Since Mendeley is intended to manage documents, using it to import references from online databases isn't always easy. Mendeley does offer a bookmarklet that will allow you to import references from selected databases into your library. Mendeley supports databases like: EBSCO, Google Scholar, ISI Web of Knowledge, JSTOR, PubMed, Sage, ScienceDirect, SpringerLink and Wiley along with individual journal publishers like Nature, PLoS and PNAS. For a full listing, see Mendeley's site for their bookmarklet.

Once you've installed the bookmarklet, you will need to be signed in to your online Mendeley account. When you want to import references from supported sites, click on the Save to Mendeley button in your bookmarks toolbar, like so:

Importing references to Mendeley from PubMed

The bookmarlet will open up a list of references that it has located on the page. From there, you can save the reference(s) to your online account. Now you need to click on the Sync button in your desktop Mendeley program to retrieve the references and, if available, PDFs of the articles.

Currently Mendeley does not offer the ability to retrieve documents through UNC's subscriptions like Zotero, RefWorks and Endnote. For best results, you need to download the PDFs of the references that you are interested in so you can easily access the full-text articles in the future. If you are on campus then you may be able to open the article in your web browser and view it in full text. If you want to access the article in full text in the future, then it's best to go ahead and download the PDF of the article through UNC's databases while on campus.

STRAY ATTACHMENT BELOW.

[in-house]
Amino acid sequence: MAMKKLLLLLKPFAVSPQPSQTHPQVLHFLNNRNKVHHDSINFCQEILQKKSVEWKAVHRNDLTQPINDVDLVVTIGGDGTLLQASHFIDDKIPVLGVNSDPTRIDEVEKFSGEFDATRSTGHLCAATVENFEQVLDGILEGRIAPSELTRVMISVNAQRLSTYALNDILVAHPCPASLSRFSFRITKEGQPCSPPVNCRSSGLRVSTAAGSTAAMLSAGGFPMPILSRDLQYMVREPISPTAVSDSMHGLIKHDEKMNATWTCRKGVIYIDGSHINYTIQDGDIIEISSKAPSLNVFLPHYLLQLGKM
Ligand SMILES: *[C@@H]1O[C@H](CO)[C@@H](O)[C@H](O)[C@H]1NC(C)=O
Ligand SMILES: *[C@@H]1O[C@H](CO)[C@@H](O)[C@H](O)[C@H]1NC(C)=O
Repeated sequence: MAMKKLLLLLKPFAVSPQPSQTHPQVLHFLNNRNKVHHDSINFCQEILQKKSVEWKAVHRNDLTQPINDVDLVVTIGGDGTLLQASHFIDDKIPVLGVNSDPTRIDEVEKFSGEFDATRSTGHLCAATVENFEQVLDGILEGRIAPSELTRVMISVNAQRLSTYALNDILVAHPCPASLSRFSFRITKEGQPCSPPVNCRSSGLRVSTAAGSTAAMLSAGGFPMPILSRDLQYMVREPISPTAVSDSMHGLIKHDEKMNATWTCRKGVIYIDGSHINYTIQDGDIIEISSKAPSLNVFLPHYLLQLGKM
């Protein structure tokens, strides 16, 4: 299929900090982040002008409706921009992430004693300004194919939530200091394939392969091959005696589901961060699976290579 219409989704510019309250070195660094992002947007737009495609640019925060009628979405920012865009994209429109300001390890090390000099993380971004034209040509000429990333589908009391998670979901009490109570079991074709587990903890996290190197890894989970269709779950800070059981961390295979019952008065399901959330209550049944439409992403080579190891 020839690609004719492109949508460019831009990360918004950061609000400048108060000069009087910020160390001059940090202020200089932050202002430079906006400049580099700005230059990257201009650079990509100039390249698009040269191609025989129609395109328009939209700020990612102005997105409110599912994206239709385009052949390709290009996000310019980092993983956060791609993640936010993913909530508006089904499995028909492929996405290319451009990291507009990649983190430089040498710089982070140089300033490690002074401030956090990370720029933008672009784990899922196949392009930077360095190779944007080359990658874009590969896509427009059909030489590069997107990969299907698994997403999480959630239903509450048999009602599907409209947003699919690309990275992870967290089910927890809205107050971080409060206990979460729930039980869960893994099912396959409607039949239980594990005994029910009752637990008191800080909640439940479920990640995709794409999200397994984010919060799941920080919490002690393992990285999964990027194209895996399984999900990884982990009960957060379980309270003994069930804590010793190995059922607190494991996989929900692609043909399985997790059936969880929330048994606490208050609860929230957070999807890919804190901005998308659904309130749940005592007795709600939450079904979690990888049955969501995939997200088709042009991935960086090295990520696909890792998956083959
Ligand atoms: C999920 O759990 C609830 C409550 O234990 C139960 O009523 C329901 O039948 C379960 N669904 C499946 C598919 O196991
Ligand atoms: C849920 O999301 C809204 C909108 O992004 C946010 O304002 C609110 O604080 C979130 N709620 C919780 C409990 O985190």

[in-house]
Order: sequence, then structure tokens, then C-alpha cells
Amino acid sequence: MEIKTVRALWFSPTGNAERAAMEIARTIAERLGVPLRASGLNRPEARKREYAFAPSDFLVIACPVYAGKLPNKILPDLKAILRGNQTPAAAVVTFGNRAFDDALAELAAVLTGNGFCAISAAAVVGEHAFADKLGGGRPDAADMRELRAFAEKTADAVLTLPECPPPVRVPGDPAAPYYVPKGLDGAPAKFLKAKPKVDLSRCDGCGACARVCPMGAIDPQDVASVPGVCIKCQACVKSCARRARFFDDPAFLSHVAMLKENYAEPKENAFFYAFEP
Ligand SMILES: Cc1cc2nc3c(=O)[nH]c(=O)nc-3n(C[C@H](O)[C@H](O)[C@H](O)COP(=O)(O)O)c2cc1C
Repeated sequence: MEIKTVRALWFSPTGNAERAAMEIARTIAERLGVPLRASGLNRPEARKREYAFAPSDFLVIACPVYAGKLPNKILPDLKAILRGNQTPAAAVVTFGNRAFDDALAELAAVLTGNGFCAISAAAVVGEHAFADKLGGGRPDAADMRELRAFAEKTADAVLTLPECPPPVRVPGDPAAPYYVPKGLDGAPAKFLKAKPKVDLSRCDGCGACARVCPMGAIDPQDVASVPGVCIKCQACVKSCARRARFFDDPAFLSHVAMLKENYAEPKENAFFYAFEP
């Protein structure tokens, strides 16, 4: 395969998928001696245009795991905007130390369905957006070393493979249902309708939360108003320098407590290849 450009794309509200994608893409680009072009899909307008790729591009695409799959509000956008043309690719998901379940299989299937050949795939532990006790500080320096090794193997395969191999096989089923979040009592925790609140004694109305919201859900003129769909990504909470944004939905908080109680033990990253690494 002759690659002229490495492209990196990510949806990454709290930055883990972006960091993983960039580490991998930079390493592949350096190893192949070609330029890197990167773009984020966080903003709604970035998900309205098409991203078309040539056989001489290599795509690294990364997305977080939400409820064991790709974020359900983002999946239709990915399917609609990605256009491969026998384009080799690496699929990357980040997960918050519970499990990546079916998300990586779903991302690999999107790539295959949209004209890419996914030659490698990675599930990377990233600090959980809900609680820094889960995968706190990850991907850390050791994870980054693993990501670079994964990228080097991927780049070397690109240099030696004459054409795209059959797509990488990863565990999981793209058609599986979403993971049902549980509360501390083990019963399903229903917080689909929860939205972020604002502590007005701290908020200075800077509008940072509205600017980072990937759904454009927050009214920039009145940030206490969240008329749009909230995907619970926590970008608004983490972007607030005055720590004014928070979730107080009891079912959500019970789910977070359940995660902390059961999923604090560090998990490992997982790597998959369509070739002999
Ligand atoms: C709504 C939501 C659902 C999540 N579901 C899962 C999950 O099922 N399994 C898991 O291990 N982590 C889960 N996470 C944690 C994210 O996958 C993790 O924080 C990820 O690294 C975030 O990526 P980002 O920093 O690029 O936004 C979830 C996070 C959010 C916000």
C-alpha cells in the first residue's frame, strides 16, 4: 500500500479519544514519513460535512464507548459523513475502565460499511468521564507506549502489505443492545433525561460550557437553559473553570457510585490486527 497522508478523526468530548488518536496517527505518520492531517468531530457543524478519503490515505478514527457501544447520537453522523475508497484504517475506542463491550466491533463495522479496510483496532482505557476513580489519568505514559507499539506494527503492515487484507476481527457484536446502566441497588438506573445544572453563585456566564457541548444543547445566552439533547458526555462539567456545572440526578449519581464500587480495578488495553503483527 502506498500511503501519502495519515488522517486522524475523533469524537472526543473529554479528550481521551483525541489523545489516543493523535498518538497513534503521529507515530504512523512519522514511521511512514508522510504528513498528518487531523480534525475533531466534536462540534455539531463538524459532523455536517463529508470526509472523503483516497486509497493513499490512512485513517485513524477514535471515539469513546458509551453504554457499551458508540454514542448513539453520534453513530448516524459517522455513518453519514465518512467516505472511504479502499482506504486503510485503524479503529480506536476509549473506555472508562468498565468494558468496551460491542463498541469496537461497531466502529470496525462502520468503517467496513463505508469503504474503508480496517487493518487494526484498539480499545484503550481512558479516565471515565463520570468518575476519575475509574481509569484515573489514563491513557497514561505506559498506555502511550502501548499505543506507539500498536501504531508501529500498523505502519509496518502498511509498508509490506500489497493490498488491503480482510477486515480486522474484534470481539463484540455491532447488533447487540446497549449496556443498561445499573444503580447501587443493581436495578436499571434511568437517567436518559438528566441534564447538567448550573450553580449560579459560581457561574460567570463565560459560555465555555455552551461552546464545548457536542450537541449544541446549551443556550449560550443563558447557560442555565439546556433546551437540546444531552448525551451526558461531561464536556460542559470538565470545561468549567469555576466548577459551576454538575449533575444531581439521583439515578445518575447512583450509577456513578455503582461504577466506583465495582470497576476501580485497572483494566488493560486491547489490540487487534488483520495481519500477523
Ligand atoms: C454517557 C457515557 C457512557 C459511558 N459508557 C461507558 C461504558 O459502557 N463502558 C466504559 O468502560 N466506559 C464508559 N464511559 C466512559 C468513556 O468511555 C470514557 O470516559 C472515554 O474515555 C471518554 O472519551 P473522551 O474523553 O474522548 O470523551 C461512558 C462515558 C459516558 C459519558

Opening a reference in a browser in Mendeley

Dragging & dropping references in to Mendeley

If you're at a journal page, you can drag and drop the PDF directly from the site to Mendeley. To do this, have both your browser and Mendeley windows open side by side. When you click on the download PDF link at the journal page, you can just drag it over the Mendeley window and it will be automatically added to your library. No need to worry about saving PDFs.